ALADDIN AND THE MAGIC LAMP
by Lizzie Hopley.
The North Wall South Parade OX2 7JN To 5 January 2013.
Runs 2hr 20min One interval.
TICKETS: 01865 766266.
Review: Timothy Ramsden 19 December.
Lively musical play with comedy from a company that’s too good for Oxford to lose.
What most people know about Aladdin would fit into Lizzie Hopley’s new play for Creation Theatre like a postage stamp on a postcard. It’s part of the thing, it’s vital to get it moving, but it only covers a small part of the territory. Here is an immigrant Aladdin, come from Morocco to China, whose father’s failed to make a living as a tailor in a land where there’s no money (during, presumably, a less prosperous part of that country’s economic cycle than now).
When dad expires, single Mum brings Aladdin up on next-to-nothing. And not so well; he’s mad bad, if quite invigorating to know; in James Yeoburn’s performance a quick-witted lad who needs a sense of purpose. This comes billowing from the sea with a supposed uncle whose wicked attempt is to gain the magic lamp.
Aladdin doesn’t know his luck, for the dirty reality of the gutter has more life than the super-sanitised, perpetually swept, spray-thickened atmosphere of the sanitised court where the Sultan takes such close care of his daughter that not only no germ, but no friend, can reach her. Or couldn’t if she didn’t keep sneaking out. Another resourceful youngster, so when they so much as see each other the plot-line’s set to go.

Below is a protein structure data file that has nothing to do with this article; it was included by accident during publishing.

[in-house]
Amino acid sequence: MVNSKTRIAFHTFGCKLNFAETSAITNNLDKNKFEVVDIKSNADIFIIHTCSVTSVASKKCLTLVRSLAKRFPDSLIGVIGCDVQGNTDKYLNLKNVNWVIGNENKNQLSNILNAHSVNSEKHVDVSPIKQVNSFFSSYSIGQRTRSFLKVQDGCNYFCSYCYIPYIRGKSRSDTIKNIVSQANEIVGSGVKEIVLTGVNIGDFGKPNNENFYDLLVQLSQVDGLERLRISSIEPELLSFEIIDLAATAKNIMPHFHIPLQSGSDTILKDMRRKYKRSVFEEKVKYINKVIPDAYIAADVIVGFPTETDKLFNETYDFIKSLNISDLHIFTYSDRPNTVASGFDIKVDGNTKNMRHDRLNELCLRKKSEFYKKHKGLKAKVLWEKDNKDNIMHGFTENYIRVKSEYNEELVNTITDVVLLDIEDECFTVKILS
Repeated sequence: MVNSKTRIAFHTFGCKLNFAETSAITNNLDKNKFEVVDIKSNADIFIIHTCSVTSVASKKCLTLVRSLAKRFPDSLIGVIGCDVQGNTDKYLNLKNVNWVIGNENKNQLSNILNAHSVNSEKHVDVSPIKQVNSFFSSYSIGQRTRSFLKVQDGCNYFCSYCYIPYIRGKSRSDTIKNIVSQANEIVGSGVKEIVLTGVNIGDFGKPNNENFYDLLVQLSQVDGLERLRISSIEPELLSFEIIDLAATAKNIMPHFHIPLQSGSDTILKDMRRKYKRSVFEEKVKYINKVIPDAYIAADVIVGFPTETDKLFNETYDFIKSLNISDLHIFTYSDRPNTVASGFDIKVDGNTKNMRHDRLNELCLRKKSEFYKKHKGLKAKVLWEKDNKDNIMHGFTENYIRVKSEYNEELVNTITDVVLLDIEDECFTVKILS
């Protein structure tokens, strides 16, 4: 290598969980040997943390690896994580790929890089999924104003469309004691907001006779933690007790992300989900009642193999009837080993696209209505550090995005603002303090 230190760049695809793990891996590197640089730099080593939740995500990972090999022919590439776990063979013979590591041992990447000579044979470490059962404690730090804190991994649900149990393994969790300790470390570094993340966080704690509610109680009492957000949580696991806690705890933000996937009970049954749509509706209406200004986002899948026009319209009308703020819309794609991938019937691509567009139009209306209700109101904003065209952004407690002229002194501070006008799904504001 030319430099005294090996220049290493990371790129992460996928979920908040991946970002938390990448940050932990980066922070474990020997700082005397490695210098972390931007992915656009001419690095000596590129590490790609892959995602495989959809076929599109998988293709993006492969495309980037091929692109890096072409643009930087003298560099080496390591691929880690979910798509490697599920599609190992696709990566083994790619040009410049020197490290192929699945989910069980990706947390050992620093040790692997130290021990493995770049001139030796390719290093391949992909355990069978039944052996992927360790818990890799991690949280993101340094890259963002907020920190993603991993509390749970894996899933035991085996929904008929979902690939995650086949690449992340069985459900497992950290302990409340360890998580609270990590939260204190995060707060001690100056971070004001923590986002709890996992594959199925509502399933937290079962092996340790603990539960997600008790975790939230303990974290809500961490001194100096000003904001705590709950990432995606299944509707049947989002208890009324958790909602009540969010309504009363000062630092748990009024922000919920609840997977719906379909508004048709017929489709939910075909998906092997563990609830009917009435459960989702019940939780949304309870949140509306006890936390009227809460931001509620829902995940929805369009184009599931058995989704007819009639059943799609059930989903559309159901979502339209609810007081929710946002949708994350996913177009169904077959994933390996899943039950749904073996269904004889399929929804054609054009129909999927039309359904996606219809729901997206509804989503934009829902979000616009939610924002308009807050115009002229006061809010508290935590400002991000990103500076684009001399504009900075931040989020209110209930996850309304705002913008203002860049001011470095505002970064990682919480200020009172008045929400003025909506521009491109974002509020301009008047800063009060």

Wicked magician ‘uncle’ provides more menace in the second act, but as someone whose childish petulance and shrinking of another character to a tinny-voiced tiny links him with the play’s comedy, his final fate is satisfyingly appropriate.
Getting down to mucky reality goes with finding your own feet, which happens after a lot of wobbly moments along the way. And with finding friends; Aladdin’s maturity is signalled as he replaces command of the Jinnees with a humanising friendship.
There’s resolute playing throughout, Charlotte Thornton comically resilient and realistic as only a patient Mum can be, and Anna O’Loughlin pirouetting up and down aerial streamers before putting a hoop through some impressive paces in Charlotte Conquest’s colourfully vigorous production. There are songs, pleasant enough if not memorable, while Neil Irish and Ashley Bale provide a colourful picture of downtown and palace.
Sorcerer: Timothy Allsop.
Princess: Isla Carter.
Ring Jinnee: Anna O’Loughlin.
Sultan/Lamp Jinnee: Nicholas Osmond.
Father/Visor: Chris Porter.
Mum: Charlotte Thornton.
Aladdin: James Yeoburn.
Director: Charlotte Conquest.
Designer: Neil Irish.
Lighting: Ashley Bale.
Sound/Musical Arranger: Matt Eaton.
Composer/Musical Director: Jack Merivale.
Movement/Choreographer: Aidan Treays.
Assistant director: Miriam Higgins.
Assistant designer: Libby Davis.